ROYAL OBSERVER CORP ~
SEABORNE OPS - D-DAY
The Royal Observer Corp
provided vital early identification of approaching enemy ships and planes for
Allied gunners. Their aim was to reduce Allied aircraft losses to so called
'friendly fire' by providing high quality aircraft recognition information. In
essence they answered the question "friend or foe?"
This paper was written to give well
deserved recognition to the small but significant part played by the 796
talented people in the ROC who participated in the D-Day landings. They were, however, not part of the Combined Operations Command but
their uniforms comprised aspects of all three services. They therefore more than
meet the spirit, if not the letter, for being included in this Combined
Operations website! (Patches
part of the Phil Scott
'Friendly fire' is an all too familiar euphemism
in use to this day to cover the destruction of forces by allied rather than
enemy action. Such tragic events are nothing new in the chaos of war and in
most cases are due to a lack of a single skill -
the ability to recognise the difference between friend and foe. Throughout WW2
there was seldom a time when sufficient aircraft were available to meet demands
so any pilots and planes saved as a result of the work of the ROC was of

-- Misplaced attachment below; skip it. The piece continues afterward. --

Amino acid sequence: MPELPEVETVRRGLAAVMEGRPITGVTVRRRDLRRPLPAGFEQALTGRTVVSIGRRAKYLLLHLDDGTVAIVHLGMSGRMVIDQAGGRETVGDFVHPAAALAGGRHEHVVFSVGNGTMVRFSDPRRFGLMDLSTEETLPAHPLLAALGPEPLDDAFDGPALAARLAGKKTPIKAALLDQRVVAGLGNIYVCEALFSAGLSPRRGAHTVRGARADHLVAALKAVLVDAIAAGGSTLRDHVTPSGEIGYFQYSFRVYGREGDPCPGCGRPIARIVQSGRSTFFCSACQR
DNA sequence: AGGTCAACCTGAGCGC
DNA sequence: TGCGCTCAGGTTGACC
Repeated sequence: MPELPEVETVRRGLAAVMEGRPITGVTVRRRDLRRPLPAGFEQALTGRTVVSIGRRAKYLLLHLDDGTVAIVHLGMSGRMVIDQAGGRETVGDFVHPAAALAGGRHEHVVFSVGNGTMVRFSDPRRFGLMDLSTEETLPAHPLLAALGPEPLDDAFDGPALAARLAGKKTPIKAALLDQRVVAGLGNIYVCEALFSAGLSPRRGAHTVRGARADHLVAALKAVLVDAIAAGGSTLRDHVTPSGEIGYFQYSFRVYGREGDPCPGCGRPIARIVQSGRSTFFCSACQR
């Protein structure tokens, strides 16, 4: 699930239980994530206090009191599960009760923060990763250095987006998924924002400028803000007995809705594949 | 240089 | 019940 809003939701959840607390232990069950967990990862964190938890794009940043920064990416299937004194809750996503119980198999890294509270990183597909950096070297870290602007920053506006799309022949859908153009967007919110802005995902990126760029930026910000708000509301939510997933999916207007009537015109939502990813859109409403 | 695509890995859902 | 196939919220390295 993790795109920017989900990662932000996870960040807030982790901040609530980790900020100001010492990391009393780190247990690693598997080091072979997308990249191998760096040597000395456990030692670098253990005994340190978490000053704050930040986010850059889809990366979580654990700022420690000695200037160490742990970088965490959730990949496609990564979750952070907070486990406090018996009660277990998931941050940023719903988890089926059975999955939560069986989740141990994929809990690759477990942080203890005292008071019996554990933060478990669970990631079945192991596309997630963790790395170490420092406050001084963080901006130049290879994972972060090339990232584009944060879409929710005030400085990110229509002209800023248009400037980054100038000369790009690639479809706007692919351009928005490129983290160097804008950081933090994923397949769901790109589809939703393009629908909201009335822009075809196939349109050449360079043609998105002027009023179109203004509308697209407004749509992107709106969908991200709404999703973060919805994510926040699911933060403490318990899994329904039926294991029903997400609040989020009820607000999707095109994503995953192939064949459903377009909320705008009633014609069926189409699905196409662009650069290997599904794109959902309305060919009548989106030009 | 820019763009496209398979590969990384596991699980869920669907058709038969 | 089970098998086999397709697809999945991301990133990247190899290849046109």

immeasurable value to the war effort.
From the lesser conflicts of the 19th century to
the start of large-scale warfare in the 20th century identification of enemy
ships, flags, banners and uniforms was of paramount importance. The required
knowledge was gained on the field of conflict through observation and informal
contacts with fellow servicemen. However, as warfare became more technical and
sophisticated, the shape of the opposition’s equipment, vessels, tanks etc,
became a subject of great importance to be researched and studied in detail. In
this regard the most famous record of naval vessels from around the world can be
found in the weighty tomes of 'Jane’s Fighting Ships.'
In these books silhouettes, photographs and technical information provide
everyone with the means to recognise friendly and hostile vessels. (Cap Badge
part of the Phil Scott collection, Dorset).